USSR Final Exam Review
Chapter 2 – Bulldogs Fighting under the Rug: The Making of Russian Foreign Policy
1. Discuss the implications of the fact of “centralization of decision making” in Russia. 53+.
a. The centralization of decision making means both that foreign policy in Russia is the preserve of an elite and that the elite itself is smaller and more directly connected to the regime than in the 1990s. In institutional terms, foreign policy decision making in contemporary Russia is concentrated inside the presidential administration and, since Putin’s move from the Kremlin to the Russian White House, in the office of the prime minister—not, it should be noted, in the Ministry of Foreign Affairs, the Security Council, or the cabinet. Constitutionally, the presidency completely overshadows the prime minister in the realm of foreign policy. The Russian constitution clearly states that the president alone shall “administer the foreign policy of the Russia Federation”. This is a clear example of the weakness of formal institutions. The Foreign Ministry has become rather peripheral in terms of setting a strategic course, as has the Russian parliament. This is due to the concentration of power that the presidency has.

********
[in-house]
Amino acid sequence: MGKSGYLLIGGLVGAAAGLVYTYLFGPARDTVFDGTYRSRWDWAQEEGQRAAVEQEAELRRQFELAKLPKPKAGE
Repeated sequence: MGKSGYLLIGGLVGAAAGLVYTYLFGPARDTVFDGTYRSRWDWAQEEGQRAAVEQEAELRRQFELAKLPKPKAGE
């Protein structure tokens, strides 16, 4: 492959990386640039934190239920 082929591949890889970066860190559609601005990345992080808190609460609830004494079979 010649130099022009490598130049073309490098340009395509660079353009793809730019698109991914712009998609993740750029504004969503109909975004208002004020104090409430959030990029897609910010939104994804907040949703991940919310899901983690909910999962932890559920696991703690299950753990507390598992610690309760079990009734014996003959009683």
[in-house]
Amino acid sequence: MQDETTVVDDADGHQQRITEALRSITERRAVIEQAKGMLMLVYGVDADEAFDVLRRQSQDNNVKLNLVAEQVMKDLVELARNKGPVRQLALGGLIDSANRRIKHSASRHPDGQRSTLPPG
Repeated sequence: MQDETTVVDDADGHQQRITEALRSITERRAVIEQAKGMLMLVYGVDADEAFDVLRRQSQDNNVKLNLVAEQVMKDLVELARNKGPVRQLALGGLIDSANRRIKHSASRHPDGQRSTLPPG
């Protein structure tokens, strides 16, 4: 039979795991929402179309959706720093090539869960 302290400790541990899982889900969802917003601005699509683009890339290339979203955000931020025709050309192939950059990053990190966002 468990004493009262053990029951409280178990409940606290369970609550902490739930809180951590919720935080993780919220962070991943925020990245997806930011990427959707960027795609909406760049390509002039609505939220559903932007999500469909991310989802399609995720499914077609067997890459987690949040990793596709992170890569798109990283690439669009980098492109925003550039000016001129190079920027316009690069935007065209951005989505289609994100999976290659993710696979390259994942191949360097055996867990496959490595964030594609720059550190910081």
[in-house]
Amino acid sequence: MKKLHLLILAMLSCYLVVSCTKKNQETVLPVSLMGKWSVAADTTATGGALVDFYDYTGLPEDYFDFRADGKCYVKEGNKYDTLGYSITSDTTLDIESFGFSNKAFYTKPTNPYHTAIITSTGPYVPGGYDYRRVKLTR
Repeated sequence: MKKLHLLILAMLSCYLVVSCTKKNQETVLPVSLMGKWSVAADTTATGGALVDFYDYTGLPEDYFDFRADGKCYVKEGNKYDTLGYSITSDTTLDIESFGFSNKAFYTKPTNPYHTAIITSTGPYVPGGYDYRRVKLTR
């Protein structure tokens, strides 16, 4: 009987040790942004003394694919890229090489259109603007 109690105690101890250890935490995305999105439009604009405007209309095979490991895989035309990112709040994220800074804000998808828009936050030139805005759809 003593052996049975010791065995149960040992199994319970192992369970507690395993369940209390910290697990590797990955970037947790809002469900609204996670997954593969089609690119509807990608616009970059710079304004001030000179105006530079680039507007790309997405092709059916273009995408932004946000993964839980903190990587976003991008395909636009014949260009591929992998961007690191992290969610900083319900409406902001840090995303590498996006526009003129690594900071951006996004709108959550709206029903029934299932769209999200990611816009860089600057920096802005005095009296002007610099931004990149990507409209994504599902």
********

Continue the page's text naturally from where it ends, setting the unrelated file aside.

2. Identify and discuss: the Russian Security Council. 55+.
b. The Security Council, whose importance has ebbed and flowed over time, is mainly a forum for drawing up broad conceptual documents and an advisory group for the president, designed to resolve competing bureaucratic priorities. Under Sergei Ivanov’s leadership, the Security Council played a key coordinating role within the administration, thanks to the close personal ties between Ivanov and President Putin. A similar dynamic operated under Yeltsin, when the Security Council’s importance varied directly with the level of trust its chairman enjoyed with the president. From 2004 to mid-2007, when Igor Ivanov, the technocratic former foreign minister, served as...